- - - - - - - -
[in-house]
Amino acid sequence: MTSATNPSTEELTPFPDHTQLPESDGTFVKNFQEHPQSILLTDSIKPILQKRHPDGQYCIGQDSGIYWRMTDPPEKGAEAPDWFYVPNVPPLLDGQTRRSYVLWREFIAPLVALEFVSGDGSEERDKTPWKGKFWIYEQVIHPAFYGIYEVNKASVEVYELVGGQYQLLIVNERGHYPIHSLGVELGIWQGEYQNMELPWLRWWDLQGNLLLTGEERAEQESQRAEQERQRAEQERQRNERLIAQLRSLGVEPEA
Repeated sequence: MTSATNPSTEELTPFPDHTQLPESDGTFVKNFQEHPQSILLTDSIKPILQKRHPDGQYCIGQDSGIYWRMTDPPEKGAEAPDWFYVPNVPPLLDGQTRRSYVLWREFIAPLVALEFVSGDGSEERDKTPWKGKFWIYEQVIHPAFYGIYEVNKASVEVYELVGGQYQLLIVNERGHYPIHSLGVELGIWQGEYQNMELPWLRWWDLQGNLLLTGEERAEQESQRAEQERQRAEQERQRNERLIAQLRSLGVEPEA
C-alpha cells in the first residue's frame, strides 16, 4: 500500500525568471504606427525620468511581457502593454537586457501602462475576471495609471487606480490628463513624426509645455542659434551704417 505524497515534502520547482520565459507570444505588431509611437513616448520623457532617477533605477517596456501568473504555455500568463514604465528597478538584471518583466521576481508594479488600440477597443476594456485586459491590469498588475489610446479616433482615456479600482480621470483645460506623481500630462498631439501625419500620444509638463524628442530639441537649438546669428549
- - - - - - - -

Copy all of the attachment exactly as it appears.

[in-house]
Amino acid sequence: MTSATNPSTEELTPFPDHTQLPESDGTFVKNFQEHPQSILLTDSIKPILQKRHPDGQYCIGQDSGIYWRMTDPPEKGAEAPDWFYVPNVPPLLDGQTRRSYVLWREFIAPLVALEFVSGDGSEERDKTPWKGKFWIYEQVIHPAFYGIYEVNKASVEVYELVGGQYQLLIVNERGHYPIHSLGVELGIWQGEYQNMELPWLRWWDLQGNLLLTGEERAEQESQRAEQERQRAEQERQRNERLIAQLRSLGVEPEA
Repeated sequence: MTSATNPSTEELTPFPDHTQLPESDGTFVKNFQEHPQSILLTDSIKPILQKRHPDGQYCIGQDSGIYWRMTDPPEKGAEAPDWFYVPNVPPLLDGQTRRSYVLWREFIAPLVALEFVSGDGSEERDKTPWKGKFWIYEQVIHPAFYGIYEVNKASVEVYELVGGQYQLLIVNERGHYPIHSLGVELGIWQGEYQNMELPWLRWWDLQGNLLLTGEERAEQESQRAEQERQRAEQERQRNERLIAQLRSLGVEPEA
C-alpha cells in the first residue's frame, strides 16, 4: 500500500525568471504606427525620468511581457502593454537586457501602462475576471495609471487606480490628463513624426509645455542659434551704417 505524497515534502520547482520565459507570444505588431509611437513616448520623457532617477533605477517596456501568473504555455500568463514604465528597478538584471518583466521576481508594479488600440477597443476594456485586459491590469498588475489610446479616433482615456479600482480621470483645460506623481500630462498631439501625419500620444509638463524628442530639441537649438546669428549